Arts & CultureCampus & City

2018 Fringe Review: Scorch

Scorch throws audience into the heart of genderqueer teen Kes' struggle

Blarney Productions’ rendition of Stacey Gregg’s Scorch is a whirlwind of emotion, throwing the audience into the heart of genderqueer teenager Kes’ struggle with their identity and their past.

The script, while sporadic, accurately reflects a common teenage mindset; jumping around from thought to thought, as Kes tries to discover who they truly are.

Kes, who describes themselves as a “boi,” a cute boy who was born female, deals with how their first love becomes warped into a fraud lawsuit.

Alison Yanota’s production design depicts a futuristic, alien-like support group with a metallic background adorned with flashing lights, and eerie plastic bodies as support group members, which align with Kes’ constant feeling of being othered.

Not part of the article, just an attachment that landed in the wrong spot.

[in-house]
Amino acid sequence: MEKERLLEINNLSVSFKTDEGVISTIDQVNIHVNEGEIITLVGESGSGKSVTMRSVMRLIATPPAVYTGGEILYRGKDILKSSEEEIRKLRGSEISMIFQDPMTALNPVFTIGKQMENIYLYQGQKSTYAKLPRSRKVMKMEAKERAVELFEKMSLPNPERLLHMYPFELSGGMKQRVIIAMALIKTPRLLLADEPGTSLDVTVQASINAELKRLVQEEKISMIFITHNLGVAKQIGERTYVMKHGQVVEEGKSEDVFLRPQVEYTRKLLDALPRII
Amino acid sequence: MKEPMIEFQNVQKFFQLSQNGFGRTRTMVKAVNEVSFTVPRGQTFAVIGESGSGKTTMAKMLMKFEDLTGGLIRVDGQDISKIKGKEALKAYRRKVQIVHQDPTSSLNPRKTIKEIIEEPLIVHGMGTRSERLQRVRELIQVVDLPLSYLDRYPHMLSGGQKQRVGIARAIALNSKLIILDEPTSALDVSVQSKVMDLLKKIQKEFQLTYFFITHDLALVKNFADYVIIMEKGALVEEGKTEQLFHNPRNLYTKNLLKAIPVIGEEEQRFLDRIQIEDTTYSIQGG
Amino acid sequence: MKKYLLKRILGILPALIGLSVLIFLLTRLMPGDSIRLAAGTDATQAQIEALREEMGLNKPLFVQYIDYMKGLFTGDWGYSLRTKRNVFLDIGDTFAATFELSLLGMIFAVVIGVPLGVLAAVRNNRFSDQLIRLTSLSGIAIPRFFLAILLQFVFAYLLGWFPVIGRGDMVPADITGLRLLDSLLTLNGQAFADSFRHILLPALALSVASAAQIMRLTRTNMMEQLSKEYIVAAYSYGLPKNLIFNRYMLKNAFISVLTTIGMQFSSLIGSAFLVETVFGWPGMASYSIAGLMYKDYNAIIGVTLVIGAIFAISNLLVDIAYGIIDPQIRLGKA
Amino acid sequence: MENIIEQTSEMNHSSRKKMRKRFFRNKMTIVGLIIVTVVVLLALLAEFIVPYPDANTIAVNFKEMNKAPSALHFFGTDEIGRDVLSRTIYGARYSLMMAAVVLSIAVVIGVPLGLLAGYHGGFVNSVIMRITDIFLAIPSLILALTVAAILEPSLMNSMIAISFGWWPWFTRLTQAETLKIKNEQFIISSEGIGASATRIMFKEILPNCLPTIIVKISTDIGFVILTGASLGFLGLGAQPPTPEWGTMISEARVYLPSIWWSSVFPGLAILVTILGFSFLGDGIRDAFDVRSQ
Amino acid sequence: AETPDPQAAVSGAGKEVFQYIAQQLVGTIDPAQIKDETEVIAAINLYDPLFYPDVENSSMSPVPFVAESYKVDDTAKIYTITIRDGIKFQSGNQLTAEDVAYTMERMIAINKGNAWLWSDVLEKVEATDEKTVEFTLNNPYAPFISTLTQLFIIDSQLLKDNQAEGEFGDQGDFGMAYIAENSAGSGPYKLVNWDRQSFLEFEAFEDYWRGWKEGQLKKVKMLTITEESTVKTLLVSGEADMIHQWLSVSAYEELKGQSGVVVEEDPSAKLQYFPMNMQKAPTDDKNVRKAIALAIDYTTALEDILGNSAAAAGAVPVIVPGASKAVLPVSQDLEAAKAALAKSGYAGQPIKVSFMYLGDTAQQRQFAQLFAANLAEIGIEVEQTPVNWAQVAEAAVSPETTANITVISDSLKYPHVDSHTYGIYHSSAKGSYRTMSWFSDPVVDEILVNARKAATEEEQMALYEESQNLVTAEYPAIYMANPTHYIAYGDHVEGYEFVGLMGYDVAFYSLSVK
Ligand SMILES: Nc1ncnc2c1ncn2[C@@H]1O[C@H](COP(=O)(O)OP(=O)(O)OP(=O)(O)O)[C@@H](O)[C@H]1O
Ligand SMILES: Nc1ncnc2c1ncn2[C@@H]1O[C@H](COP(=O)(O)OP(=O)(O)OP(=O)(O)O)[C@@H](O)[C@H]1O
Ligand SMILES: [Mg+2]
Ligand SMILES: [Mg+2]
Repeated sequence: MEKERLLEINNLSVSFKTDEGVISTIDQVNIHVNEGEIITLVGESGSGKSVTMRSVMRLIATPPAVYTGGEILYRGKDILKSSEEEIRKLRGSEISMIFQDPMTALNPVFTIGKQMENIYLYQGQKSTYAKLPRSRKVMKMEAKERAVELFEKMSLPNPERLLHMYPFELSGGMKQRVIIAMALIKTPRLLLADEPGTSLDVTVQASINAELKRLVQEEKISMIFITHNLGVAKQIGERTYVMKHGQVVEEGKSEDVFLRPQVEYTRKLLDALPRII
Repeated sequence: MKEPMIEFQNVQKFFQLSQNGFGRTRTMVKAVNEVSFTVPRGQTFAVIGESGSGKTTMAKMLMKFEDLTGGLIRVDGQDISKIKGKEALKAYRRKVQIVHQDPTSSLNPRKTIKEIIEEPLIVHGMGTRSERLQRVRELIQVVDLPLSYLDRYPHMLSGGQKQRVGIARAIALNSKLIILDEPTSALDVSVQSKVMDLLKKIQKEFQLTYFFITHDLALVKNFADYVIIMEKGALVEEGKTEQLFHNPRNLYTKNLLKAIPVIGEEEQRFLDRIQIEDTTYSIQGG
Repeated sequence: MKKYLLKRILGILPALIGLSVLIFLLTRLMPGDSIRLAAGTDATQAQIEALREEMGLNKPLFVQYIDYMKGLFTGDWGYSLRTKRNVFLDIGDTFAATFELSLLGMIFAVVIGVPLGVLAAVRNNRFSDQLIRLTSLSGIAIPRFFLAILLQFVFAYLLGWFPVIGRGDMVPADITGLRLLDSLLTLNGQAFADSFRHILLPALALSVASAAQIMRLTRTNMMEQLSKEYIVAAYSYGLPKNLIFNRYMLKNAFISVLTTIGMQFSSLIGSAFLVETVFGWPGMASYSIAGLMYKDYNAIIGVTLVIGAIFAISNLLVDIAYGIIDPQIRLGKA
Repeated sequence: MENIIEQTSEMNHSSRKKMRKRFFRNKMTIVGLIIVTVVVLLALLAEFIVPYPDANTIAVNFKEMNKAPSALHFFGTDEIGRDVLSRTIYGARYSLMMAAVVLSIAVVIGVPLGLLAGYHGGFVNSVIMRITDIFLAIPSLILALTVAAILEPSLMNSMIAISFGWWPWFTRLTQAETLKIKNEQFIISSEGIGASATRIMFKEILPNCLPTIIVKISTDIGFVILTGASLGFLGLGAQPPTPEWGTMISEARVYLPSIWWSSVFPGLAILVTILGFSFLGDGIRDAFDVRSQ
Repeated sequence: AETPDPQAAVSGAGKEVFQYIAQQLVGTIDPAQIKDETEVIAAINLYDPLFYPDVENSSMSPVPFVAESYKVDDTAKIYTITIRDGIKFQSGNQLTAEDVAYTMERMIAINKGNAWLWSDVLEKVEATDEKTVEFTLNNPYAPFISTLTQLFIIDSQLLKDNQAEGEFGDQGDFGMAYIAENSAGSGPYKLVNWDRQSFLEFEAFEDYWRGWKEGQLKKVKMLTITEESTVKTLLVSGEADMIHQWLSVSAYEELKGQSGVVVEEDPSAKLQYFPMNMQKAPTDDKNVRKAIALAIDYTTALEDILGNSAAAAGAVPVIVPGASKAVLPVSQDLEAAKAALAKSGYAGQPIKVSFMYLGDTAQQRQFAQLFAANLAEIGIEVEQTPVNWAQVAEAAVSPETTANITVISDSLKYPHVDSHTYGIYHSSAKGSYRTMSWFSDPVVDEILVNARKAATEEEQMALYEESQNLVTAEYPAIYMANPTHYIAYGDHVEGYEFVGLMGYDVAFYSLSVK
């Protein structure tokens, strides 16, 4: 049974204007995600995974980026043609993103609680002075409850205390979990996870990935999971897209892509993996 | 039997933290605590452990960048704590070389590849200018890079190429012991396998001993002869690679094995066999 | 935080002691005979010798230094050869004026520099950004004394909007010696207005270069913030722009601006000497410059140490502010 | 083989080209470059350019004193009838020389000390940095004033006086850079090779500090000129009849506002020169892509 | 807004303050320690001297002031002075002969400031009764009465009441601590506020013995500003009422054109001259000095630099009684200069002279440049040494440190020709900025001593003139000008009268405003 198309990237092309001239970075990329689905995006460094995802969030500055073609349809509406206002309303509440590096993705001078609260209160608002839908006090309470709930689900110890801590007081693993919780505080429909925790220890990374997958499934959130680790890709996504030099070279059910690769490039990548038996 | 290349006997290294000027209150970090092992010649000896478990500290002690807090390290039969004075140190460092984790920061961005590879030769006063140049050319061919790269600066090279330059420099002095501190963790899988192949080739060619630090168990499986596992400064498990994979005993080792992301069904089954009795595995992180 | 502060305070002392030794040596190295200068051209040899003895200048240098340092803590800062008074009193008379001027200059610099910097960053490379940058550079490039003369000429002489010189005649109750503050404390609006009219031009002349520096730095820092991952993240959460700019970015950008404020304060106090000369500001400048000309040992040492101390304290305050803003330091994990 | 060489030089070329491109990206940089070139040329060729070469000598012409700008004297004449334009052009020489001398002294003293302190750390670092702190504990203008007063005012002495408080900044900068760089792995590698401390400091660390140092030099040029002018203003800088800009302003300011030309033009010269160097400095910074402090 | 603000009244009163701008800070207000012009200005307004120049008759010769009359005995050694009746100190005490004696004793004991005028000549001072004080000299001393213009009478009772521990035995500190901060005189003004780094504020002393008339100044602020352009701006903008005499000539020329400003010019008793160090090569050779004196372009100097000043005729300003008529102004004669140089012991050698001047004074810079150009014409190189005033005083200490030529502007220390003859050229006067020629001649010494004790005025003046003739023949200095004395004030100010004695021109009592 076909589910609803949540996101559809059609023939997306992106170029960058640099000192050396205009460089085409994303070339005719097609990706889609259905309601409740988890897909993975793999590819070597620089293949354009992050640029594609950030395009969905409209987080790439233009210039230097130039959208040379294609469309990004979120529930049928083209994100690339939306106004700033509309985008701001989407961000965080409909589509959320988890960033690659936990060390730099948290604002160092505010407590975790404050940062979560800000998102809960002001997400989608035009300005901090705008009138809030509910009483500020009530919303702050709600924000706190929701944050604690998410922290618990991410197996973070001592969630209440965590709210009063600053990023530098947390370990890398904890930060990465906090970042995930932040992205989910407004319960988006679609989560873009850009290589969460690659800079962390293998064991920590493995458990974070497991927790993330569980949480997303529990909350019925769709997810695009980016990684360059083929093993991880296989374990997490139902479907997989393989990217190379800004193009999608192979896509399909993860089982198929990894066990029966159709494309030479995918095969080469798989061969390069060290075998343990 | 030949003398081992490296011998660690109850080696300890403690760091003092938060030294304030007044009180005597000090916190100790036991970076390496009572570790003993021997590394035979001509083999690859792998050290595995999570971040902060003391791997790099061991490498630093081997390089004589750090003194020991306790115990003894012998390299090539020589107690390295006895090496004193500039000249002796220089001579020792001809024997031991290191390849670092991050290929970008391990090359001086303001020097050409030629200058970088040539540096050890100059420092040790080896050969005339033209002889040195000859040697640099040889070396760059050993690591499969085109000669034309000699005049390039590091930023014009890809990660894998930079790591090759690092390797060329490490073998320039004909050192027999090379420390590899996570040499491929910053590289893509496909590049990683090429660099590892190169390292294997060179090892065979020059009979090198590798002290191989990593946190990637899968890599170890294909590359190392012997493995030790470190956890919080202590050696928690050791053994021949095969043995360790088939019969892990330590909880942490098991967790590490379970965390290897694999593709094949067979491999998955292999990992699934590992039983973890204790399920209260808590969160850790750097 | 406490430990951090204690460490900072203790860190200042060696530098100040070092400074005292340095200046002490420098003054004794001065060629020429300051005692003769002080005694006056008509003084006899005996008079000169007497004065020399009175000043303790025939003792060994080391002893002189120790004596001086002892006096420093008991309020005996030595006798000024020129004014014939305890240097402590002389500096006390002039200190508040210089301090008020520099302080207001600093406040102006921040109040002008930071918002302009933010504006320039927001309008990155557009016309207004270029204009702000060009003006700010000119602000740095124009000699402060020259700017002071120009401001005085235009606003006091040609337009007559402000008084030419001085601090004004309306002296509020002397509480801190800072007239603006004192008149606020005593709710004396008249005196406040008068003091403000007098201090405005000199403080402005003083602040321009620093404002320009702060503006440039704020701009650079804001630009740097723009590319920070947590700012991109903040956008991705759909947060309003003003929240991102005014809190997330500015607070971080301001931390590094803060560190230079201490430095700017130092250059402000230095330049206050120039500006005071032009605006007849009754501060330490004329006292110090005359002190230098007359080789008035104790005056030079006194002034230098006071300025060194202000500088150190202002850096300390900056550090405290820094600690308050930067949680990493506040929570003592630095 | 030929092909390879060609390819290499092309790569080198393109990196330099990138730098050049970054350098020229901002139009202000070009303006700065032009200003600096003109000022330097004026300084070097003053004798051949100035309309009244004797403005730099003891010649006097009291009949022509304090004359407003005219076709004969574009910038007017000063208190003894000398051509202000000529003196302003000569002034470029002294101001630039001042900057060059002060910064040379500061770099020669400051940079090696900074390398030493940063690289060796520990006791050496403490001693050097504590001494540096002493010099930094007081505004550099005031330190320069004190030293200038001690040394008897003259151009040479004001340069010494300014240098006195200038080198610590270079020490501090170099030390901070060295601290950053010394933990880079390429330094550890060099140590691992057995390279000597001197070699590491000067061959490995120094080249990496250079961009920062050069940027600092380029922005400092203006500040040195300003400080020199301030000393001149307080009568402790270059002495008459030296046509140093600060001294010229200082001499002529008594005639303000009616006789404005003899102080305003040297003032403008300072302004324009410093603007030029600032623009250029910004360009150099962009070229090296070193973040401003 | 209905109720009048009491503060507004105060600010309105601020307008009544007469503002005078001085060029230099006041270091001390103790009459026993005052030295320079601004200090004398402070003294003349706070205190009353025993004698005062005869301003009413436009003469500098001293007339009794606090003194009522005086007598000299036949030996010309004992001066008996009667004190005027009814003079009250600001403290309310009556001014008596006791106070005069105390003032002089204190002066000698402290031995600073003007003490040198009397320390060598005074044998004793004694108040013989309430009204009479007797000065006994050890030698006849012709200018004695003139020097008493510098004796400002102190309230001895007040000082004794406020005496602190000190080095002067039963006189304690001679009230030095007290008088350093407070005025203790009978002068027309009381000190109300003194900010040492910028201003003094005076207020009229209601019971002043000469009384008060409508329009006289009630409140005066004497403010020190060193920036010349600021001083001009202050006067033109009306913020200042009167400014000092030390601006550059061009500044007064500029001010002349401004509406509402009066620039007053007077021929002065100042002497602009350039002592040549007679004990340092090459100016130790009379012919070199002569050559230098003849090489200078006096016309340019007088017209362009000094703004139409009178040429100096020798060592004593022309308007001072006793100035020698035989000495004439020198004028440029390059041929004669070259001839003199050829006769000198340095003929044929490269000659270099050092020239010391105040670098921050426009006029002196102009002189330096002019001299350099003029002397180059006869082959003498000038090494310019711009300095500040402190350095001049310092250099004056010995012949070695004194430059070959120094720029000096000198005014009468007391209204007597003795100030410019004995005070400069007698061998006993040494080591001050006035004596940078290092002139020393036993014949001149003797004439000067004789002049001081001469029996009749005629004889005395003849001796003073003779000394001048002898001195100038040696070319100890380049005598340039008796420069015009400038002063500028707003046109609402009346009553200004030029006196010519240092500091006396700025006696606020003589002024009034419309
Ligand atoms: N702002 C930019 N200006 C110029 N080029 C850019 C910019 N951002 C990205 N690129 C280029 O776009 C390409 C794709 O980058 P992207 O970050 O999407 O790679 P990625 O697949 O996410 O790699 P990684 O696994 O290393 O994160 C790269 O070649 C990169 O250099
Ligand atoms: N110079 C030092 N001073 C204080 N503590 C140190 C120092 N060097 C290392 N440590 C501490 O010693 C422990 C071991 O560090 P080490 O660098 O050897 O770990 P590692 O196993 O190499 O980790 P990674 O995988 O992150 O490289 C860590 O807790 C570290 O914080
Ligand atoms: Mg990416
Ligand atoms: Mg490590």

Julie “Niuboi” Ferguson’s performance as Kes captures the nervous energy most teenagers feel when they go through puberty, first love, and self-discovery. Niuboi incorporates movement pieces into the performance, which highlight Kes’ emotional intensity throughout the play. Niuboi’s overall use of body movement creates images that brought the audience into Kes’ world, to see what they see and feel what they feel.

While the theatre is small, director Brenley Charkow uses the intimate setting to draw the audience into the show, as Kes comes into the audience to involve them in the story, allowing them to feel like they were part of Kes’ experiences. Onstage, the use of chairs to create new locations and symbolize people in Kes’ life is simple but effective.

Scorch is an enlightening show, with hormones ablaze, hearts broken, and hope that we can learn from our ignorance and teach others in the future.

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